Paris Fashion Week is the grandaddy of them all, and the street style certainly reflected that. Like Milan Fashion Week before it, brands invited fewer celebrities, so editors, bloggers and street style stars got more of a chance to shine.
That Chloé Spring 2015 has almost convinced me to try out the luxe-bohemian look is as ardent an endorsement of a collection as you’ll ever hear. I’m a black-wearing, combat-boot-loving former punk, but when transformed through Clare Waight Keller’s lens, the haute hippie look seems like the most casually luxurious thing in the world.
In his seasons at Balenciaga so far, Alexander Wang has set a sporty but intensely luxurious precedent for himself, generally cast in neutral shades and finished with inventive-but-modern hardware. Balenciaga Spring 2015 very much follows in that short tradition, with top-handled frame bags that might also be clutches.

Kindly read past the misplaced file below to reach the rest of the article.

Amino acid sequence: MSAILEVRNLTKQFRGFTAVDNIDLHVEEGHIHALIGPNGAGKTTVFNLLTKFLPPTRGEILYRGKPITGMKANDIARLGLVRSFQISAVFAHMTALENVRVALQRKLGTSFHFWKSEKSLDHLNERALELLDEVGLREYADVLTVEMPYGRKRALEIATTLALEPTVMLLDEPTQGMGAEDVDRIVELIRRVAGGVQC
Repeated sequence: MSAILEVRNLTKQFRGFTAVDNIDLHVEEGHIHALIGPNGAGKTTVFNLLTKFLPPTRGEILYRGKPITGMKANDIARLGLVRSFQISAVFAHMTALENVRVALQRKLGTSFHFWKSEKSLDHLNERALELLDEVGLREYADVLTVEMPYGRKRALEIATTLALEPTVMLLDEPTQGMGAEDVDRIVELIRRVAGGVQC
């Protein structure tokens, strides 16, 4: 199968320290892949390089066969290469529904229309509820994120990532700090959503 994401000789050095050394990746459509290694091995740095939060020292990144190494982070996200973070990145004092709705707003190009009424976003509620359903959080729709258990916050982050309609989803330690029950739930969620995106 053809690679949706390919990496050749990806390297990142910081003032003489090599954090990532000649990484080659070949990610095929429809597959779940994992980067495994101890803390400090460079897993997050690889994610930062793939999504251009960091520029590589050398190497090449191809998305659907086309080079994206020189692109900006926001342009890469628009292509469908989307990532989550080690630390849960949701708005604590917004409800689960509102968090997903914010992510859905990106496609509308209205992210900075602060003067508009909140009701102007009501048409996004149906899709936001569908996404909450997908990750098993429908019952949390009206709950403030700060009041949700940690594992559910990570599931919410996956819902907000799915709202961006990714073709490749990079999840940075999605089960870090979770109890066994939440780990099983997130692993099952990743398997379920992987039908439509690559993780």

In Raf Simons’ relatively short time at the helm of Christian Dior, the brand’s handbags have been resurgent; where Simons’ predecessor, John Galliano, was happy to adorn and re-adorn Dior’s classic shapes toward the end of his tenure, Simons has gone about reinventing them with new details, introducing a handful of completely new lines in the process.
During New York Fashion Week, we were lucky enough to drop by Edie Parker’s presentation to check out what the brand has coming for Spring 2015. If you’re a fan of designer Brett Heyman’s retro-modern acrylic evening bags, you’ll no doubt be a fan of what’s to come: more colors, shapes and inlaid designs.
At a certain point, it feels moot to review a Dolce & Gabbana collection. The Italian duo has more or less exempted itself from the vagaries of producing collections that correspond to particular seasons, trends or weather varieties; instead, they fill their seasonal collections with the same intricate, history-laden Mediterranean details they always do, and consumers gobble it up like Dolce might up and quit before fall.